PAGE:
Ovulation and Stress: Pathophysiology
The stress-induced impairment of the hypothalamus-pimitary-gonadal (HPG) axis has been shown in humans. Hypogonadism or secondary amenorrhea, in men and women respectively, are the most frequent reproductive disturbances caused by chronic stress. The common endocrine findings in human patients and in experimental animals exposed to stress are the low plasma concentrations of pituitary gonadotropins and gonadal steroid hormones. The mechanisms responsible for the stress-induced impairment of the HPG axis are still unknown. There is much evidence to suggest that the primary defect occurs in the hypothalamus. Stress activates neuropeptides and neurotransmitters which suppress gonadotropin releasing hormone (GnRH) activity. However, other authors suggest an impairment of the gonads as primary cause of HPG alteration.1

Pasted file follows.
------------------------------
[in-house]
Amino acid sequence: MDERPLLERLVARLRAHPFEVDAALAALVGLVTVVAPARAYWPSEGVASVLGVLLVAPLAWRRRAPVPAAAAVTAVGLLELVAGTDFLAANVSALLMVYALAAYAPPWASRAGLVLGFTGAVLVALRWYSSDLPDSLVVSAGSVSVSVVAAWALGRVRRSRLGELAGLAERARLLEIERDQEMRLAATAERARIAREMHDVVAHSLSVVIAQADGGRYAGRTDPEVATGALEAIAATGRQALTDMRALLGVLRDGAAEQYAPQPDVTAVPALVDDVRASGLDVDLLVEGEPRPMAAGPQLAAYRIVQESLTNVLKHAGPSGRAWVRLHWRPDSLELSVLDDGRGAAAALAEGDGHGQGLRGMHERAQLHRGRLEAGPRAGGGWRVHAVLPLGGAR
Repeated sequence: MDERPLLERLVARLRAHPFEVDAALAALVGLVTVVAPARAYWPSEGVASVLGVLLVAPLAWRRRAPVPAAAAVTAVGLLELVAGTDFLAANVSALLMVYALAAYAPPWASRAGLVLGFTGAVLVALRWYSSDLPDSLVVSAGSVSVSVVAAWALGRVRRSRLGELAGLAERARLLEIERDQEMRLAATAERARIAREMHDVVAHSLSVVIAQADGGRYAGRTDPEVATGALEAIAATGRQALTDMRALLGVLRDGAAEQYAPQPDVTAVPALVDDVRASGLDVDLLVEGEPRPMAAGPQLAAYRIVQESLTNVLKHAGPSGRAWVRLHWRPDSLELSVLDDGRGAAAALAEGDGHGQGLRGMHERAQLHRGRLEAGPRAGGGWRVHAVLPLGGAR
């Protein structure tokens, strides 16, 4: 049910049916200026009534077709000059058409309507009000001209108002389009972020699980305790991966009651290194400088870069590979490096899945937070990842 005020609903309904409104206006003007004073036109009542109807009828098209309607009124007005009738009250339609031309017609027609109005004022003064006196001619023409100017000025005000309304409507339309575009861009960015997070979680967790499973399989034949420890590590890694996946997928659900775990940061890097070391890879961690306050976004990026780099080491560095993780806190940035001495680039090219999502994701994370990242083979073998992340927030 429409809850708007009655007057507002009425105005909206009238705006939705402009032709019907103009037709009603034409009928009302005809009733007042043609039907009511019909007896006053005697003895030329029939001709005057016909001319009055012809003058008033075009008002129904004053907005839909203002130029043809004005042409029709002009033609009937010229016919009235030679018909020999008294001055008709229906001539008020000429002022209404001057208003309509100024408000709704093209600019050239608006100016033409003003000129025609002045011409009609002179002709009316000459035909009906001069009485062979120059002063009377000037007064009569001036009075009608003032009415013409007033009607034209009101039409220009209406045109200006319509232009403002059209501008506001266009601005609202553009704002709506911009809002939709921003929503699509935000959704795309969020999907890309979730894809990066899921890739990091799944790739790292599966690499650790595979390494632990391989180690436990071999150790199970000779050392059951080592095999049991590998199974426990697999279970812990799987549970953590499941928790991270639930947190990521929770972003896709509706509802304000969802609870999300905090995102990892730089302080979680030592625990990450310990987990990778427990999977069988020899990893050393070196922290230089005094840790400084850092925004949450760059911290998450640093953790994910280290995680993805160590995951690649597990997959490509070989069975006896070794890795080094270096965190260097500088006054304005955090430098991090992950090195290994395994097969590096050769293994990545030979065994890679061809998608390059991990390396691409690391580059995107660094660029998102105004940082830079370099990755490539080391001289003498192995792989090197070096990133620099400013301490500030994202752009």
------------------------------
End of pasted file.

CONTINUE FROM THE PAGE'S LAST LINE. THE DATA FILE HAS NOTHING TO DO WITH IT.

KeywordsGonadal Steroid Gonadotropin Secretion Luteinizing Hormone Secretion Endogenous Opioid Peptide Pituitary Gonadotropin
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